Joaquin Wreaks Havoc

WEATHER

The hurricane currently battering the Bahamas exploded in intensity two days before forecasters predicted. (Nat Geo News)

See what makes hurricanes tick by making one yourself—with our Forces of Nature interactive!

Teachers, scroll down for a quick list of key resources, including today’s MapMaker Interactive map and our Educator of the Week’s guidance on teaching about natural hazards.

Using Weather Underground data on Hurricane Joaquin's latitude, longitude, and strength, use this map as a base and plot the storm's course yourself. Send us your results in the comments below, and we might share them on the blog!

With Weather Underground’s data on Hurricane Joaquin’s latitude, longitude, and strength, and using this map as a base, plot the storm’s course yourself. Send us your results in the comments below, and we might share them on the blog!

Hurricane Joaquin barrels through the Bahamas on October 1 in this dazzling image from the GOES West satellite. Image by NOAA, NOAA National Weather Service National Hurricane Center

Hurricane Joaquin barrels through the Bahamas on October 1 in this dazzling image from the GOES West satellite.
Image by NOAA, NOAA National Weather Service National Hurricane Center

Discussion Ideas

  • According to Nat Geo News, “A drop in wind shear and an unusually warm pool of water in the ocean have contributed to Joaquin’s growth into a powerful hurricane.” What is wind shear?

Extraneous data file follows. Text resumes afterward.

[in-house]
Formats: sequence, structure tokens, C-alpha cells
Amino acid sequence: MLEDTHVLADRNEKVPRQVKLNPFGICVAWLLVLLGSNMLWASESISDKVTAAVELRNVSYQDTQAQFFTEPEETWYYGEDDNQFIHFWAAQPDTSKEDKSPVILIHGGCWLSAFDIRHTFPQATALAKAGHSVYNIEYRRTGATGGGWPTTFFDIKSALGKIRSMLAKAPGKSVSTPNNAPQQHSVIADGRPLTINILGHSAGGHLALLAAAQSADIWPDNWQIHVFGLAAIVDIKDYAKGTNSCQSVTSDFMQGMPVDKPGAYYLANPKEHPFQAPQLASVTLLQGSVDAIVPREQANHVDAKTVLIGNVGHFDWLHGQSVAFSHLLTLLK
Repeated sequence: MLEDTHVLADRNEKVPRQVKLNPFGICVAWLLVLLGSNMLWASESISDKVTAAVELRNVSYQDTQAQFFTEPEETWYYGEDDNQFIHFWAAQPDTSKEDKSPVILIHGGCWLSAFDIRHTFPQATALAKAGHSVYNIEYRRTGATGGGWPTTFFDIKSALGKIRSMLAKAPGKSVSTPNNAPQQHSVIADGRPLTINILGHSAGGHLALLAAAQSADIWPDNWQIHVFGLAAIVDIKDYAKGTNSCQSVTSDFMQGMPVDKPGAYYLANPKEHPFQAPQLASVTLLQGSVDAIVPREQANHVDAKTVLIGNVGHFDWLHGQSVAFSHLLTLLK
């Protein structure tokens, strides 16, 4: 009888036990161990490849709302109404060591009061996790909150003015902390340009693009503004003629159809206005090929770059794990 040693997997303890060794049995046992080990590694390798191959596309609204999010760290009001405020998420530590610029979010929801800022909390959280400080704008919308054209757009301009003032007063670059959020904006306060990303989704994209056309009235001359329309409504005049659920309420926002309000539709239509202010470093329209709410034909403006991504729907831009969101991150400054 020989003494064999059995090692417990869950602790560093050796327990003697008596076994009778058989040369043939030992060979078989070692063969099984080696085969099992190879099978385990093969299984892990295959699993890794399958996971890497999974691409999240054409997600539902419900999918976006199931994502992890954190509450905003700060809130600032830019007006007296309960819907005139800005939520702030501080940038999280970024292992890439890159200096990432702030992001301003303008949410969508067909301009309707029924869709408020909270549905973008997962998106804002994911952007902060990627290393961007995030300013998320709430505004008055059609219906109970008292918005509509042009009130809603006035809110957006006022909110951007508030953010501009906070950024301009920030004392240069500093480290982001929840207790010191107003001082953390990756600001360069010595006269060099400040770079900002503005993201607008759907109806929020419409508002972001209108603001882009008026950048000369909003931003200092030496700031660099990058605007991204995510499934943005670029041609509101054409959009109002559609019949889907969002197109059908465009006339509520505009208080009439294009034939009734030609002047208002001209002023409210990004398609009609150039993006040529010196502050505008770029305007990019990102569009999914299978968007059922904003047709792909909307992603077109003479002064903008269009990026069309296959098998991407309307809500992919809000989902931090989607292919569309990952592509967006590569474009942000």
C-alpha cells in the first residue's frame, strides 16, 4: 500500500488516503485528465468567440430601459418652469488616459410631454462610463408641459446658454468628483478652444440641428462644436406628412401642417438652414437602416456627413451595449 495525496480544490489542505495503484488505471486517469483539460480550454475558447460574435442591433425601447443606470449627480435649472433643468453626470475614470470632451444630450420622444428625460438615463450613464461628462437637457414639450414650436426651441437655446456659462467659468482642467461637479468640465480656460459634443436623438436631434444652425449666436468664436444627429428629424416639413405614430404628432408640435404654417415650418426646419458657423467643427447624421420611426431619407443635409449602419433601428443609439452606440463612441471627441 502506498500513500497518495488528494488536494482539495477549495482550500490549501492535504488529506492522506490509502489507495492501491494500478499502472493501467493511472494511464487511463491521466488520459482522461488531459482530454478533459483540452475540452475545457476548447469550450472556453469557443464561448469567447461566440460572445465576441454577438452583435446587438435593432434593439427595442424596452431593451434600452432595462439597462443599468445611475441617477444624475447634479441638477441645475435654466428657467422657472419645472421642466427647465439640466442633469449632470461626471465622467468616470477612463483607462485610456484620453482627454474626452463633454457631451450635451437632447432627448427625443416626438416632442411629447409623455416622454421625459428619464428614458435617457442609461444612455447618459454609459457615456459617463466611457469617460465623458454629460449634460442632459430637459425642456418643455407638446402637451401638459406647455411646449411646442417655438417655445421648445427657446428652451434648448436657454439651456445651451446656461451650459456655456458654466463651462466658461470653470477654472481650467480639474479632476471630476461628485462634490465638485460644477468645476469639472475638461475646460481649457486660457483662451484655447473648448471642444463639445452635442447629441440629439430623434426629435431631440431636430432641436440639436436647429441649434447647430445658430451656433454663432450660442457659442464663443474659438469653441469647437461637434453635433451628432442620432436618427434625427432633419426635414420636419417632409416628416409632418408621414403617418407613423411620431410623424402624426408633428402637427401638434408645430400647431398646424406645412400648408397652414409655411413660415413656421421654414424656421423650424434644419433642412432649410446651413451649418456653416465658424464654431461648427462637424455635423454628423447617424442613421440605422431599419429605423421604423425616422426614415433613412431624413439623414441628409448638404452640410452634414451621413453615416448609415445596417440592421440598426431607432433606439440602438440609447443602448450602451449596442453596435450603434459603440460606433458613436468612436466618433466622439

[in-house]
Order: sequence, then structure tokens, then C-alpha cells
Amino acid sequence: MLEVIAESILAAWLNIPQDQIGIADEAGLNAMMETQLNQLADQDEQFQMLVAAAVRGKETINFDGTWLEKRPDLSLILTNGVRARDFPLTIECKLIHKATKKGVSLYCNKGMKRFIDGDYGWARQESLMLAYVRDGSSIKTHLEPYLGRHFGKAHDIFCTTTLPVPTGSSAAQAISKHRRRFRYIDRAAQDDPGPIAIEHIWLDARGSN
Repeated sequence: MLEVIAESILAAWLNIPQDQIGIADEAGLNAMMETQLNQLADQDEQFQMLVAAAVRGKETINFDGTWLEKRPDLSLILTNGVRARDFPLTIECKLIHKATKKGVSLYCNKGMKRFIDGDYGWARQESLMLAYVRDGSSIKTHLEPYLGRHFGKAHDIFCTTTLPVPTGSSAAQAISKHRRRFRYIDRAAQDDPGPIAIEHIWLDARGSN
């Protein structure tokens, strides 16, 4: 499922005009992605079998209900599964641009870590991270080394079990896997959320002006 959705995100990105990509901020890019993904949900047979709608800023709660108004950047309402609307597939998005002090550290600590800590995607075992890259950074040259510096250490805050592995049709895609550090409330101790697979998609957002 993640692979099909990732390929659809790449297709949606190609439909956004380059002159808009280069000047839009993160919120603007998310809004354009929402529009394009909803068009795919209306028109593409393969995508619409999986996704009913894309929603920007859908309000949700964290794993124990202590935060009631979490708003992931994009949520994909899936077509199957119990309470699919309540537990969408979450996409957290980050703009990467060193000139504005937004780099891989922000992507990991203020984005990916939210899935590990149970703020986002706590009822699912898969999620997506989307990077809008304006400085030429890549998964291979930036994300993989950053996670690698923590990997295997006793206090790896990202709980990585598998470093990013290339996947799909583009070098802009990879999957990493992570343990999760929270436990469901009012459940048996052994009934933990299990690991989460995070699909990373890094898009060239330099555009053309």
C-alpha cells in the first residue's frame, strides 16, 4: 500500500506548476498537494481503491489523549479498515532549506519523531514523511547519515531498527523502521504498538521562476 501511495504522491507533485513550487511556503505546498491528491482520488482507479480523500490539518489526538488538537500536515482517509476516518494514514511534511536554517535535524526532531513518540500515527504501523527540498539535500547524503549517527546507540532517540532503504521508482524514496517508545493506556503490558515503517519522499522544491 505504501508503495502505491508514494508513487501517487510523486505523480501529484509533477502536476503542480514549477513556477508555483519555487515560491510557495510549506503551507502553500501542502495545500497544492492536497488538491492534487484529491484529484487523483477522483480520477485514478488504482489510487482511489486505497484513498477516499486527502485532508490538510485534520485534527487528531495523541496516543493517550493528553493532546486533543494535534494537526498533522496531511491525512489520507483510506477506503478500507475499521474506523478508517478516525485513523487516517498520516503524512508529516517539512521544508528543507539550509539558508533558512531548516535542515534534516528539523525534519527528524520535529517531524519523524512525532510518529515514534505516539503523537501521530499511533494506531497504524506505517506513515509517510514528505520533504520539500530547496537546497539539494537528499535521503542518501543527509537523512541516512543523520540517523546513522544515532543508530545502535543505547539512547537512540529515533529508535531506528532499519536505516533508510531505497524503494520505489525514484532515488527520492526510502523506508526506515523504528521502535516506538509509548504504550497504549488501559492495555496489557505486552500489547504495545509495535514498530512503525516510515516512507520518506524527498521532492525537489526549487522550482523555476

• Wind shear describes changes in wind speed and direction over a set distance.
    • Weather Underground puts it in context: “In general, wind shear refers to any change in wind speed or direction along a straight line. In the case of hurricanes, wind shear is important primarily in the vertical direction—from the surface to the top of the troposphere. The troposphere is the region of the atmosphere that our active weather is confined to, and extends up to about 40,000 feet altitude (a pressure of about 200 mb) in the tropics in summer. Hurricanes fill the entire vertical extent of the troposphere, and are steered by the average wind through this layer.”

 

  • How does a drop in wind shear strengthen a hurricane?
    • According to Nat Geo News, “Joaquin’s slow-moving nature means it has more time to power up, which helps to account for the storm’s explosive growth.”

 

  • How does warmer water strengthen a hurricane?
    • According to Nat Geo News, “Hotter sea surface temperatures means more water evaporating into the atmosphere, loading a hurricane with more energy . . . The hurricane will lose steam once it’s separated from warm water.”

 

 

  • Most models predict Hurricane Joaquin will not make a powerful landfall in the United States. So why do most meteorologists predict such a wet weekend for the East Coast?
    • According to Nat Geo News, “moisture from the storm will be pulled into a low pressure system heading towards the east coast. That will still give communities along much of the Atlantic seaboard a good soaking.”

 

Watch Joaquin, as well as the low-pressure system blanketing the East Coast, in this typically terrific video from the good folks at NASA and their GOES East satellite.

TEACHERS’ TOOLKIT

Nat Geo: What Makes Hurricanes Like Joaquin Tick?

Nat Geo: Forces of Nature (hurricanes is the third icon)

Nat Geo: Hurricane Joaquin interactive map

Nat Geo: Teaching about Natural Disasters

National Hurricane Center: Hurricane Joaquin

Weather Underground: Hurricane Joaquin

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